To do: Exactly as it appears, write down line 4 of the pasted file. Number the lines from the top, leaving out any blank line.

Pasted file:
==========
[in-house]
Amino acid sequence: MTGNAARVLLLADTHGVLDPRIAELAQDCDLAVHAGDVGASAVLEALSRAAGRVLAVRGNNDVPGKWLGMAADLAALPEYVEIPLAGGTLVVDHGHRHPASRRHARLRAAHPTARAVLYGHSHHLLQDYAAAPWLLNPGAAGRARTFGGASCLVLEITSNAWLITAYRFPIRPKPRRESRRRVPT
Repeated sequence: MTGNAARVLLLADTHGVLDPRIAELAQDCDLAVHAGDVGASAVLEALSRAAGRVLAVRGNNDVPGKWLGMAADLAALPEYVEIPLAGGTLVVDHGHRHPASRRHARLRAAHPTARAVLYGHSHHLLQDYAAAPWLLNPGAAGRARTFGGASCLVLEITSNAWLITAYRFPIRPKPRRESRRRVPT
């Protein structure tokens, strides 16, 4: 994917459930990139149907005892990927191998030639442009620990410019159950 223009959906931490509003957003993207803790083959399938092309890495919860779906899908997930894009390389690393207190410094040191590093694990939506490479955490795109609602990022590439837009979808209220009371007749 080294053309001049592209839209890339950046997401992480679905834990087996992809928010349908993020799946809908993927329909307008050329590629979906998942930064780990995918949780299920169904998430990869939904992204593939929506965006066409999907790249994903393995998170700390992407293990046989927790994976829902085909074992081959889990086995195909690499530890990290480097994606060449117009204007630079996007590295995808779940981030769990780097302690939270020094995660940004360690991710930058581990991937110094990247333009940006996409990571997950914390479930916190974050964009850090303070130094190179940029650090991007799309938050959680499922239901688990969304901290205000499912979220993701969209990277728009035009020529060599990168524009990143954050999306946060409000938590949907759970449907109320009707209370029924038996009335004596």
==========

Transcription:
């Protein structure tokens, strides 16, 4: 994917459930990139149907005892990927191998030639442009620990410019159950 223009959906931490509003957003993207803790083959399938092309890495919860779906899908997930894009390389690393207190410094040191590093694990939506490479955490795109609602990022590439837009979808209220009371007749 080294053309001049592209839209890339950046997401992480679905834990087996992809928010349908993020799946809908993927329909307008050329590629979906998942930064780990995918949780299920169904998430990869939904992204593939929506965006066409999907790249994903393995998170700390992407293990046989927790994976829902085909074992081959889990086995195909690499530890990290480097994606060449117009204007630079996007590295995808779940981030769990780097302690939270020094995660940004360690991710930058581990991937110094990247333009940006996409990571997950914390479930916190974050964009850090303070130094190179940029650090991007799309938050959680499922239901688990969304901290205000499912979220993701969209990277728009035009020529060599990168524009990143954050999306946060409000938590949907759970449907109320009707209370029924038996009335004596």